Breast ultrasound uses sound waves to make a computer picture of the inside of the breast. It can show certain breast changes, like fluid-filled cysts, that are harder to identify on mammograms. Ultrasound is useful for looking at some breast changes, such as lumps especially those that can be felt but not seen on a mammogram or changes in women with dense breast tissue. It also can be used to look at a suspicious area that was seen on a mammogram. Ultrasound is useful because it can often tell the difference between fluid-filled cysts which are very unlikely to be cancer and solid masses which might need further testing to be sure they're not cancer. Ultrasound can also be used to help guide a biopsy needle into an area so that cells can be taken out and tested for cancer.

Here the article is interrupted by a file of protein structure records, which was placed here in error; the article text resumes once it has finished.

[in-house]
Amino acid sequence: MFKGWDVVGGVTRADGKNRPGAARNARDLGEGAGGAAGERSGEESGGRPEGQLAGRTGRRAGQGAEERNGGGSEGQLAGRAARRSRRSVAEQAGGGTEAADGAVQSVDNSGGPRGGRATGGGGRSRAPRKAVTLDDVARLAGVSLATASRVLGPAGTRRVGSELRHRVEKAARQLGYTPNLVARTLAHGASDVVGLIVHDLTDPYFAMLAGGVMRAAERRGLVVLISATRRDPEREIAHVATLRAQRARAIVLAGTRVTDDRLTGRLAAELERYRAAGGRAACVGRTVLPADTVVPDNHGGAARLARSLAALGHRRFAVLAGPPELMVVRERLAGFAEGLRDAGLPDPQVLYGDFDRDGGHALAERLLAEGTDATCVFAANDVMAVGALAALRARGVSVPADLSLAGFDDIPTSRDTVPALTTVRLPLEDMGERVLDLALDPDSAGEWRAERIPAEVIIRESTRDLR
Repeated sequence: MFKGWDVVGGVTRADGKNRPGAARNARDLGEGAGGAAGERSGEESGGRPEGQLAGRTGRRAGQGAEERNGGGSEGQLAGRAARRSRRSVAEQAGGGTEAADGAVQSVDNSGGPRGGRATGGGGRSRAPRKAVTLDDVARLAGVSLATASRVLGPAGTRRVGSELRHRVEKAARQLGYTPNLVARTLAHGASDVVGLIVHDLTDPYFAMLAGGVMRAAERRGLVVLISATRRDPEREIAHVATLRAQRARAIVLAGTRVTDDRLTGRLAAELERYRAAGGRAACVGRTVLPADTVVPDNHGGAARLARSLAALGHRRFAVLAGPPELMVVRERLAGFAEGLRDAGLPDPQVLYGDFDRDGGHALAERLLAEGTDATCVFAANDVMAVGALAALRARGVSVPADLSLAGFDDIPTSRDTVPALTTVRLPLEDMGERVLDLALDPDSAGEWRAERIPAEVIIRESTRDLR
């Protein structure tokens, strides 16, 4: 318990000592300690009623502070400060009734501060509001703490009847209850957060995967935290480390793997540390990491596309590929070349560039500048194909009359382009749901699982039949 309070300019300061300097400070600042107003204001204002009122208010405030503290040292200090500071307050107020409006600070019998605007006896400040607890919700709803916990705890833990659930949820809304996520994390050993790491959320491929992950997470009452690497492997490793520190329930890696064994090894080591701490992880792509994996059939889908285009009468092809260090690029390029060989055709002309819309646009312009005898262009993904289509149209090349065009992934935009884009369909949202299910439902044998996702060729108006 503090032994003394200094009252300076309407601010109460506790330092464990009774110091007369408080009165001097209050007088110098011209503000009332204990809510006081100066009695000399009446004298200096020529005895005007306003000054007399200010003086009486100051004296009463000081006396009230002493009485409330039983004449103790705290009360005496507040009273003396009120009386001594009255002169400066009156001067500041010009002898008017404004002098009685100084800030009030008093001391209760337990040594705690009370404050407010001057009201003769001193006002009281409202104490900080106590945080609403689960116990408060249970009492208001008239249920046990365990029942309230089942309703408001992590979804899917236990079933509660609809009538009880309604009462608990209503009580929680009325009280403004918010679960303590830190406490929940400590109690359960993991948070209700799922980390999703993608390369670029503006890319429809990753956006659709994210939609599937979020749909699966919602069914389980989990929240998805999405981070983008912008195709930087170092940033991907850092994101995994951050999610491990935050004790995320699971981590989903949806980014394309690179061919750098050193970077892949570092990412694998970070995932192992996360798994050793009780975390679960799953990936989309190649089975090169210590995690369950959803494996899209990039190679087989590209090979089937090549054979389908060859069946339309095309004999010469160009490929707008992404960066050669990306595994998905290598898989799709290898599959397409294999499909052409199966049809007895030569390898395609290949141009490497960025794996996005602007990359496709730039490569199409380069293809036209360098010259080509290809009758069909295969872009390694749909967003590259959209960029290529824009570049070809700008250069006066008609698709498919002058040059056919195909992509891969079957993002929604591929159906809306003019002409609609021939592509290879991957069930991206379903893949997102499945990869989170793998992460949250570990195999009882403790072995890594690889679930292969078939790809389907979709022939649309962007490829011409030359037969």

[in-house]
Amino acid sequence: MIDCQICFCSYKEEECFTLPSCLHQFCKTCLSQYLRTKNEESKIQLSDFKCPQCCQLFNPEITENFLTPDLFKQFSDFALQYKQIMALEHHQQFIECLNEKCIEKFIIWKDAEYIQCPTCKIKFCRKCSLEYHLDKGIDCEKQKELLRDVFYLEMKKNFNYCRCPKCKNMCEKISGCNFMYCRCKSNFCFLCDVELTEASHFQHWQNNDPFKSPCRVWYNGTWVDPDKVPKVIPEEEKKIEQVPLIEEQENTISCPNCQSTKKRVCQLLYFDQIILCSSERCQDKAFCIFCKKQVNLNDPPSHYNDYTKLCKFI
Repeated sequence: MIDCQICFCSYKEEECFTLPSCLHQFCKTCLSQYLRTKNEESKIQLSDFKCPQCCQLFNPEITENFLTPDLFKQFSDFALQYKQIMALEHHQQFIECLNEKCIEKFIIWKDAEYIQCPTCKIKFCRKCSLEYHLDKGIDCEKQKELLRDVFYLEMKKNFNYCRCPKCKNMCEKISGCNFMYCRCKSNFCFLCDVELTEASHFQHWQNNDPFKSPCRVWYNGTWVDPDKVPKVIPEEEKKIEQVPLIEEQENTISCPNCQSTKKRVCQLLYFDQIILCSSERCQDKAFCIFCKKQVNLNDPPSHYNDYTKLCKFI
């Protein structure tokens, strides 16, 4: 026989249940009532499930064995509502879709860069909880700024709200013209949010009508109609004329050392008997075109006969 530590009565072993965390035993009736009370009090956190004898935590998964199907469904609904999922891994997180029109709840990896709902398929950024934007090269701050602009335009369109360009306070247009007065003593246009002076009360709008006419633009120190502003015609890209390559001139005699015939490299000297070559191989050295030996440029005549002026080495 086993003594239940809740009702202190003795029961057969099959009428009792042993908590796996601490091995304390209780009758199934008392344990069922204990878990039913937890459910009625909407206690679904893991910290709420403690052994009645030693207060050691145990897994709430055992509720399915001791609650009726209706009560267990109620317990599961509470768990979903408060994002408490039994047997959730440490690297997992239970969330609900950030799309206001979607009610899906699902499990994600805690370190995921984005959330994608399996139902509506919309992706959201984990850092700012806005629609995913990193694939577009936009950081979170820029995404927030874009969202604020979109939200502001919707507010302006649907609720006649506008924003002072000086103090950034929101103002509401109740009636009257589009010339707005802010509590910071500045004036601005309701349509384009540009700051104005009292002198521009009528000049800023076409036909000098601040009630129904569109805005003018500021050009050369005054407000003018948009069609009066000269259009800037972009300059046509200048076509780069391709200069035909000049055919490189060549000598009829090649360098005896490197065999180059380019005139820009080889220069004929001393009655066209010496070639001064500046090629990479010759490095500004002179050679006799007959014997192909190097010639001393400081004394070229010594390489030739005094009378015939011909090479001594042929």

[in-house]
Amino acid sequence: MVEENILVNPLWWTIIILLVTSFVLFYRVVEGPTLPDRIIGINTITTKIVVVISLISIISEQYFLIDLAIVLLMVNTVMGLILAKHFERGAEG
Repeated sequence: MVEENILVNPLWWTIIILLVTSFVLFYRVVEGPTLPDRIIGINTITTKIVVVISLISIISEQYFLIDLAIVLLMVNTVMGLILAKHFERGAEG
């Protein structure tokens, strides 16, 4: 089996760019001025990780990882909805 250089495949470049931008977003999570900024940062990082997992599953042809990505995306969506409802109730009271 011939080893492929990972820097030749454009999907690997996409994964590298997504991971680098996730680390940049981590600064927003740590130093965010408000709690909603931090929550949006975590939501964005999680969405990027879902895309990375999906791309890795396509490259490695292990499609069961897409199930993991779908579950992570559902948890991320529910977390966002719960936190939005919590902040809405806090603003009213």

The good, the bad, and the ugly about breast ultrasound
Breast ultrasound uses sound waves to make images of the breast. Ultrasound images may be called sonograms. Breast ultrasound is a non-invasive test. It's often used as a follow-up test after an abnormal finding on a mammogram, breast MRI or clinical breast exam. Learn more about breast cancer diagnosis.
Ultrasound imaging of the breast uses sound waves to produce pictures of the internal structures of the breast. It is primarily used to help diagnose breast lumps or other abnormalities your doctor may have found during a physical exam, mammogram or breast MRI. Ultrasound is safe, noninvasive and does not use radiation.
Breast ultrasound is an imaging test that uses sound waves to look at the inside of your breasts. It can help your healthcare provider find breast problems. It also lets your healthcare provider see how well blood is flowing to areas in your breasts. This test is often used when a change has been seen on a mammogram or when a change is felt, but does not show up on a mammogram.